Poor posture can have an impact on every area of your life, beginning with how much pain you’re in. When your back is weak, it’s hard for your body to stay upright, and your muscles may cramp up or begin to ache. This pain can cause you to have worse posture to compensate, and the cycle continues.
Doing back exercises can help you to build those muscles back up, reducing your pain, and improving your posture. Read on to discover some of the best back exercises for every strength level, as well as stretches to alleviate your pain.
If you’re looking to strengthen your low back, bridges are one of the best ways to do it. To do this move, begin by lying on the floor on your back; you may want to lay down a yoga mat or towel underneath you. Place your feet flat on the floor a few inches out from your hips with your knees pointed to the ceiling.
Lay your arms on either side of your body with your palms towards the floor and then push up through your feet. Raise your hips off the floor as high as you can, forming a straight line from your knees to your shoulders. Lower back to the ground slowly and then repeat for a set of fifteen.
2, Knee to Chest Stretches
Stretching out your lower back can help to alleviate tension and pain, making it easier for you to strengthen the muscles there. Knee to chest stretches are a wonderfully gentle way to relax the muscles in your lumbar region. Begin by lying on your back on the floor with your legs straight out and your arms down by your sides.
Pull one of your knees into your chest, wrapping your arms around it to pull it closer to your body. Hold this for five seconds and then slowly release your leg back to the floor. Repeat this with the other leg, and do this on each side two or three times twice a day.
3. Rotational Stretches
Rotational stretches are another great way to relieve tension and reduce pain in your low back. Begin laying on your back on the floor with your knees up, as you did with the bridges. Press your shoulders into the floor and extend your arms out to both sides with your palms pressed to the floor.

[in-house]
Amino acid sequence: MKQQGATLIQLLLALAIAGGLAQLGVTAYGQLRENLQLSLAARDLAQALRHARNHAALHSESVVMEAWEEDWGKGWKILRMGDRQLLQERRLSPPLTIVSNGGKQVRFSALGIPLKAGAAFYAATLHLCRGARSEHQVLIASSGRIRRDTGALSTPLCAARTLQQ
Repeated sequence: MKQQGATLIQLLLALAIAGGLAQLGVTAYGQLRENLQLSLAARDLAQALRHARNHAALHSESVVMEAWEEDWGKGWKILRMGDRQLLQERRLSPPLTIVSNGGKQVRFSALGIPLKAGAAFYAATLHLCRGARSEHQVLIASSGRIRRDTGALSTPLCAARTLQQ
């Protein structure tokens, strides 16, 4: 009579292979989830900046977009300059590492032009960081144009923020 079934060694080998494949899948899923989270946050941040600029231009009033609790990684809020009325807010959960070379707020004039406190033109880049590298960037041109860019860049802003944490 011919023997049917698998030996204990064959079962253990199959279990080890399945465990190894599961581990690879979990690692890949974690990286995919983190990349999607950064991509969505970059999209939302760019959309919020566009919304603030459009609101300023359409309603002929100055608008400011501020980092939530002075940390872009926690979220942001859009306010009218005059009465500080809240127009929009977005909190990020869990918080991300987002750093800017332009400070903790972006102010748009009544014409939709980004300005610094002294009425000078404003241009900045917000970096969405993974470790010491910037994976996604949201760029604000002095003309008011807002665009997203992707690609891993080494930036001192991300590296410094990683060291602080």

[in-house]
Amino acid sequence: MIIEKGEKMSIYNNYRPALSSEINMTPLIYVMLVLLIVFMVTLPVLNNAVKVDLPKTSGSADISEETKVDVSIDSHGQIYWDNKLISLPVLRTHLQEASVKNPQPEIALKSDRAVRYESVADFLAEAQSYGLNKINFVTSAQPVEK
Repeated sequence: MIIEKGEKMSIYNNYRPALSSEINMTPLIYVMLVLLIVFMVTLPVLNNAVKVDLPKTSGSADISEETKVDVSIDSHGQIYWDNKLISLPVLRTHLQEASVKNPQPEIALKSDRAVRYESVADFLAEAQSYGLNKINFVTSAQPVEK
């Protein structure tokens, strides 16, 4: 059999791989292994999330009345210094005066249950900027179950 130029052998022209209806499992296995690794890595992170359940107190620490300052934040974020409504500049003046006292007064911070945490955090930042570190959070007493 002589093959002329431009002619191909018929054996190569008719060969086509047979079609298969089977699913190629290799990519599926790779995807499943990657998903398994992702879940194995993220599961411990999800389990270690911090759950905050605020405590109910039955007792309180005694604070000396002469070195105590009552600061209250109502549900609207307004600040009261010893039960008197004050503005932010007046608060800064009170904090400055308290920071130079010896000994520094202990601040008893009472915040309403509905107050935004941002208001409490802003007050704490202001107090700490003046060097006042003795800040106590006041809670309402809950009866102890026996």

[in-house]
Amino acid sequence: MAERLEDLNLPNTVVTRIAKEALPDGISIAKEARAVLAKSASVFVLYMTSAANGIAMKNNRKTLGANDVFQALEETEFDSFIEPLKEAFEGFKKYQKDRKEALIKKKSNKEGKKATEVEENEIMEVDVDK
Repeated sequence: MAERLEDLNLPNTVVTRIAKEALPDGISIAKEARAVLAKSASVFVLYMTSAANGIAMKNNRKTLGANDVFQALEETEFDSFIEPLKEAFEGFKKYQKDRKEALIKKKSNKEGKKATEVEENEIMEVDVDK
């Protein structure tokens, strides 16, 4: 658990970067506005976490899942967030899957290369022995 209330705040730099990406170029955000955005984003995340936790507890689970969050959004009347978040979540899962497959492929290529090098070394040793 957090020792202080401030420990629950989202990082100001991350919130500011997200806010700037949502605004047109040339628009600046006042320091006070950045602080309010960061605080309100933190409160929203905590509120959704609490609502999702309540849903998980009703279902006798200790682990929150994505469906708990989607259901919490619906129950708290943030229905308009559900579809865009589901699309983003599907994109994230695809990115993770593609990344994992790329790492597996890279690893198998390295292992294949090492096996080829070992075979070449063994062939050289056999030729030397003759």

Slowly lower your knees over to one side, allowing your hips to roll, but keeping your upper back flat on the floor. Hold this position for five or ten seconds before returning to your starting position. Repeat this on the other side, and then go through the whole circuit once or twice more.
Draw-ins work muscles on the front and side of your abdomen, helping to stabilize your spine and lower back. Begin by lying on the floor on your back in the same position as for the bridge and rotational exercises. You can keep your arms by your side or place on hand on your pelvis and the other on your chest
Take a deep breath in, feeling the air fill your chest and abdomen. As you breathe out, pull your belly button in towards your spine, being sure not to tilt your hips as you do so. Hold this position for five seconds, and then take another deep breath in, repeating the whole cycle five times.
5. Pelvic Tilts
Pelvic tilts can help to relax your back muscles, keeping them flexible and strong. Begin in our basic position, lying on your back with your knees bent and your feet flat on the floor. Place one hand on your hips and the other on your chest over your heart.
Without lifting your hips or shoulders off the floor, arch your lower back, pushing your stomach out and hold for five seconds. Then, slowly, flatten your back out before pulling your belly button towards the floor, curling your low back. Hold this for five seconds and repeat the cycle up to thirty times a day.